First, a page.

Two days around Great Torrington, the centrepiece of the mass of villages with long names in Torridge District.
Loads of pinking to do there, not none in Torrington (just below Weare Giffard on the GBG map), where I pitched my campervan for the night overlooking the leper fields of Taddiport.
Quite a view from the campervan, much enjoyed by Baa Baa and an increasing number of frustrated youths. We will find out the reason for their frustration soon.
But first, and it embarrasses me to admit this, a bus trip to the Cyder Presse in Weare Giffard.
Be warned. You’re safer on foot. Watching cars reverse into tiny drives to avoid the oncoming Number 75 is enough to put you off buses for life (see also : the whole of the Isle of Wight).
On the upside, the bus returned to Torrington 30 minutes later. Ideal. Unless I missed it, in which case the next bus was today.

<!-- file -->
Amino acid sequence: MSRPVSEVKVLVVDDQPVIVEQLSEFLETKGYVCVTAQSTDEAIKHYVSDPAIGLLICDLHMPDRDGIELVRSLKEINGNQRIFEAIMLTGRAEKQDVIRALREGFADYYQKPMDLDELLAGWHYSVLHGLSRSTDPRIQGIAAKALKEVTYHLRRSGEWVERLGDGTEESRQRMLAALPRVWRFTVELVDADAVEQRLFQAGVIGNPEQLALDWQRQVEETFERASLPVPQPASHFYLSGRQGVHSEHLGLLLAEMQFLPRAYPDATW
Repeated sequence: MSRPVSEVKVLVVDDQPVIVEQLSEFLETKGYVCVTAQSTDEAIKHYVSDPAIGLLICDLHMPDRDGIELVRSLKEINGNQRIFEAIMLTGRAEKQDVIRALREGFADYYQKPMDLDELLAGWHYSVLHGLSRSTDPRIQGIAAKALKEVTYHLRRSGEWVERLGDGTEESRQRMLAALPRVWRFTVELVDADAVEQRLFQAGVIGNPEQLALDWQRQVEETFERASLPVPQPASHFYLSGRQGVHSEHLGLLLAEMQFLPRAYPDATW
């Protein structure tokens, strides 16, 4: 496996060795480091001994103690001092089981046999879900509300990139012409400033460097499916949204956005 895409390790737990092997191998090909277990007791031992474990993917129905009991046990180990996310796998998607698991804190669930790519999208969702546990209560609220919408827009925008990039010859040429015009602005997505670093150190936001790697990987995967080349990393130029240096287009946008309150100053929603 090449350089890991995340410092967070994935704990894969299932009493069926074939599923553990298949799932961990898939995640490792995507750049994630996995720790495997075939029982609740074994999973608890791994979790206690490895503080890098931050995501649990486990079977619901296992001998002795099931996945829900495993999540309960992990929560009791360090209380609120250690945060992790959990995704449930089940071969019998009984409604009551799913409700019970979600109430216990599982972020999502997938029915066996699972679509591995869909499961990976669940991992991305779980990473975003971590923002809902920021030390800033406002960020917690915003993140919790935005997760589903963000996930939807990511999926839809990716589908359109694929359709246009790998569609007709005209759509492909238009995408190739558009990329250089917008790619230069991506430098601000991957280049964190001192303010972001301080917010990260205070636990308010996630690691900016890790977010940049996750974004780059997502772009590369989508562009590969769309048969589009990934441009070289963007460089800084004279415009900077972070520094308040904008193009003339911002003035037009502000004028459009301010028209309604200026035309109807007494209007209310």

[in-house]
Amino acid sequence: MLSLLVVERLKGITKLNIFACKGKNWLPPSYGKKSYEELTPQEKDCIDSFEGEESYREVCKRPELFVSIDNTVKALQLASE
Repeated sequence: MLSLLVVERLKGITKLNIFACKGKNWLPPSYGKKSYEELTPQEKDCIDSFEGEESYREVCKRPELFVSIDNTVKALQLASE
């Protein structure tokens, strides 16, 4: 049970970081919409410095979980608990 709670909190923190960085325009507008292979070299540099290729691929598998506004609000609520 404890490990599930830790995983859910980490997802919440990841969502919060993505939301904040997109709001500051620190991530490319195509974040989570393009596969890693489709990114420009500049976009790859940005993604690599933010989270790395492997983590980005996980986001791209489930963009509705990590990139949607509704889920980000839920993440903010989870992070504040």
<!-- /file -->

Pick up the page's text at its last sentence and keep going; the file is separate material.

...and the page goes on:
Just a typical village pub on Friday evening. Children with dads, blokes starting on the strongest cider, plans arranged for the big trip to Bideford on Saturday.
I waited patiently for a few minutes for the Otter to be changed, but at the last minute thought
“I’m in the cider pub of the year, in Devon, why don’t I have a cider ?”
Following the ground-breaking 18th session of the Pub Tickers Council (Carluke, 2008), cider is accepted as a tick in a GBG pub as long as you stand on one leg and hum “Combine Harvester” at the bar.
But they were all those bag-in-a-box Lilley’s flavoured ciders; are they even real ? Don’t answer.
I ended with a half of the Tropical one, and whatever my ecumenical reservations about flavoured cider I loved it.
Back in “town” 40 minutes later I suddenly realised the night was still young and my ticking was done, which almost rhymes,
As ever, I turned to Twitter for advice;